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Russia’s position on Kosovo remains unchanged, says Russian diplomat

August 13, 2018, 16:21 UTC+3 BELGRADE

Russia’s position on the unrecognized republic of Kosovo is transparent, says the Russian Foreign Ministry spokeswoman

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Russian Foreign Ministry Spokeswoman Maria Zakharova

Russian Foreign Ministry Spokeswoman Maria Zakharova

© Valeriy Sharifulin/TASS

BELGRADE, August 13. /TASS/. Russia’s position on the unrecognized republic of Kosovo is transparent, consistent and unchangeable, Russian Foreign Ministry Spokeswoman Maria Zakharova said on Monday.

"Consistency is a rare thing in the present-day world. But Russia’s position and its foreign policy in general pursues a course towards consistency and continuity," she said in an interview with Serbia’s national television.

"As for Kosovo, our position does not depend on the situation. Its is clear and transparent and is based on several elements. First, it is the frame of international law: the United Nations Security Council resolution is still in effect, and those countries that are picturing themselves as the most ardent advocates of international law must keep in mind that resolution 1244 is on the table; second, it is respect to Serbia’s sovereignty and to its domestic laws; third, it is understanding of the national interests of Serbia and its people. These three components constitute the basis for our position and you can be sure it will never be changed," she pledged.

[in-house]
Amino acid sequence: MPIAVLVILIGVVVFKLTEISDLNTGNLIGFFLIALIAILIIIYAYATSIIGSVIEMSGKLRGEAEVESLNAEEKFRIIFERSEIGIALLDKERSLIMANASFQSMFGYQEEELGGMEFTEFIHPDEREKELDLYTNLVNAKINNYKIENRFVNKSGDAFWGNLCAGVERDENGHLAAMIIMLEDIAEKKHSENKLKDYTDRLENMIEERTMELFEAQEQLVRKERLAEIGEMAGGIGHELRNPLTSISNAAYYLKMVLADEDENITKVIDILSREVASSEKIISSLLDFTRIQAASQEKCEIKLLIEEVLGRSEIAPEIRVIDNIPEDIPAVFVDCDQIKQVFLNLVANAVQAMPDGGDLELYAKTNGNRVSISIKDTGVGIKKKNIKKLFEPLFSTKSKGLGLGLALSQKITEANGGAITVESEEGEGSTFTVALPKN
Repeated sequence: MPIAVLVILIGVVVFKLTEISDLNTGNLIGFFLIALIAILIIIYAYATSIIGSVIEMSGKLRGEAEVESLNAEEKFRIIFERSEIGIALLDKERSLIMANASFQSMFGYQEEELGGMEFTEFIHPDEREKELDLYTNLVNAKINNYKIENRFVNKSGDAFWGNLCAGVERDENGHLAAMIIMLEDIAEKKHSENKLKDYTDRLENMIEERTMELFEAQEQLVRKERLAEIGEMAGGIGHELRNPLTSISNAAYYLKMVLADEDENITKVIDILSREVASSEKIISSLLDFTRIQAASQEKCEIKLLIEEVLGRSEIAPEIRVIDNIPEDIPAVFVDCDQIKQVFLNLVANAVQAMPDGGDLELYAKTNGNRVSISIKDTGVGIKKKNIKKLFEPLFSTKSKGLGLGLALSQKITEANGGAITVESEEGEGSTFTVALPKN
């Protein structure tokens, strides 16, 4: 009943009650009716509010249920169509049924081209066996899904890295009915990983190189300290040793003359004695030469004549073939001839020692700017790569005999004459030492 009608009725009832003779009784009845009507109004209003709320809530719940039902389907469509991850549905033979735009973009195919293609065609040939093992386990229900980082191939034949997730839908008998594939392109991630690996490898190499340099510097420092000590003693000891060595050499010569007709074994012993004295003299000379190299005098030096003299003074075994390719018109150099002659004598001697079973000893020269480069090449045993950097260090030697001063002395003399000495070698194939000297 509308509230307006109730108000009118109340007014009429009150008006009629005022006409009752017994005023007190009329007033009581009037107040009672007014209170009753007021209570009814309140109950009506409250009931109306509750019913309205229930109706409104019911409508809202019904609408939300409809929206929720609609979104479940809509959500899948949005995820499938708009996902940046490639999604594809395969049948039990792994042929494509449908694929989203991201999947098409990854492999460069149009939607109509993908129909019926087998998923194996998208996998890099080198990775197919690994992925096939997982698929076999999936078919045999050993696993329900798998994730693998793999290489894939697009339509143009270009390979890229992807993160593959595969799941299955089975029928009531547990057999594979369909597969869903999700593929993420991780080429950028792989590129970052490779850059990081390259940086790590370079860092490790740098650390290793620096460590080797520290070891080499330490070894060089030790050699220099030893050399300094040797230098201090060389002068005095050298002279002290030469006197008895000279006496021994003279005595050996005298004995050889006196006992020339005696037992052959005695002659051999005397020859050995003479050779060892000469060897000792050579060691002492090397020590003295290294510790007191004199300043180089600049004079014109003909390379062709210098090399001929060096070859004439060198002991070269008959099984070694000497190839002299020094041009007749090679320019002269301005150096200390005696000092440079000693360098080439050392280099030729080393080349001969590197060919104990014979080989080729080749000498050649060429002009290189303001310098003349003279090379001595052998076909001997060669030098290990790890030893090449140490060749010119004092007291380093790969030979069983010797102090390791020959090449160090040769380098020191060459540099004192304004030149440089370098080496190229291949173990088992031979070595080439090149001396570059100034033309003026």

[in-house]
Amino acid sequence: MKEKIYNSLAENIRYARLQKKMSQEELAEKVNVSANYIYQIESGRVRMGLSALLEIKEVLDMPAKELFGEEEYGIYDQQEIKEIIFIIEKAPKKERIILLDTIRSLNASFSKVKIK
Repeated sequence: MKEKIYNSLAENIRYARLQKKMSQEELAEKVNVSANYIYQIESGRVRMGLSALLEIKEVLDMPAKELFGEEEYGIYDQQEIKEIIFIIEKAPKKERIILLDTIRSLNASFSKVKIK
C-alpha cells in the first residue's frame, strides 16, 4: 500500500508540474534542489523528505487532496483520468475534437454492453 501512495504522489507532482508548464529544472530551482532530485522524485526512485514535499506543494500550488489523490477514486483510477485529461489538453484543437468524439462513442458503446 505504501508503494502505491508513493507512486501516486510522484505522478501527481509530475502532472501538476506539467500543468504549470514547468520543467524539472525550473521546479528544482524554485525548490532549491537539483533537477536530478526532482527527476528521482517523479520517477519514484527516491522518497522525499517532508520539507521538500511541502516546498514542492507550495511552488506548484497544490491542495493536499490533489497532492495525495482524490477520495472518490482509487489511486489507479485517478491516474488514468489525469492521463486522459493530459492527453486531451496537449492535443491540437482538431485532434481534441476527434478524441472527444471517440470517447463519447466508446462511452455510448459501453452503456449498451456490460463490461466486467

According to Zakharova, allegations that the Kosovo topic was discussed by Russian and US Presidents, Vladimir Putin and Donald Trump, at their recent summit in Helsinki are nothing but "fake news" seeking to "hurt Serbians" and "drive a wedge between Serbians and Russians."

At the same time, she stressed once again that Serbia’s decision concerning Kosovo will be "taken with respect" by Russia. "The question is what will be better for the Serbian people," she added.

Serbia’s Autonomous Province of Kosovo and Metohija unilaterally proclaimed independence in February 2008, which was recognized by the United Nations Court of Justice in 2010. By now, according to Belgrade, Kosovo has been recognized by 105 world nations, while Pristina says there are 117 such countries. More than 60 countries, including Russia, China, India, Israel, Greece and Spain, are categorically against recognizing Kosovo’s independence. Serbian President Aleksanadar Vucic said earlier a referendum on that matter is needed to ask people whether they agree on a consensus on Kosovo that could be finally reached.

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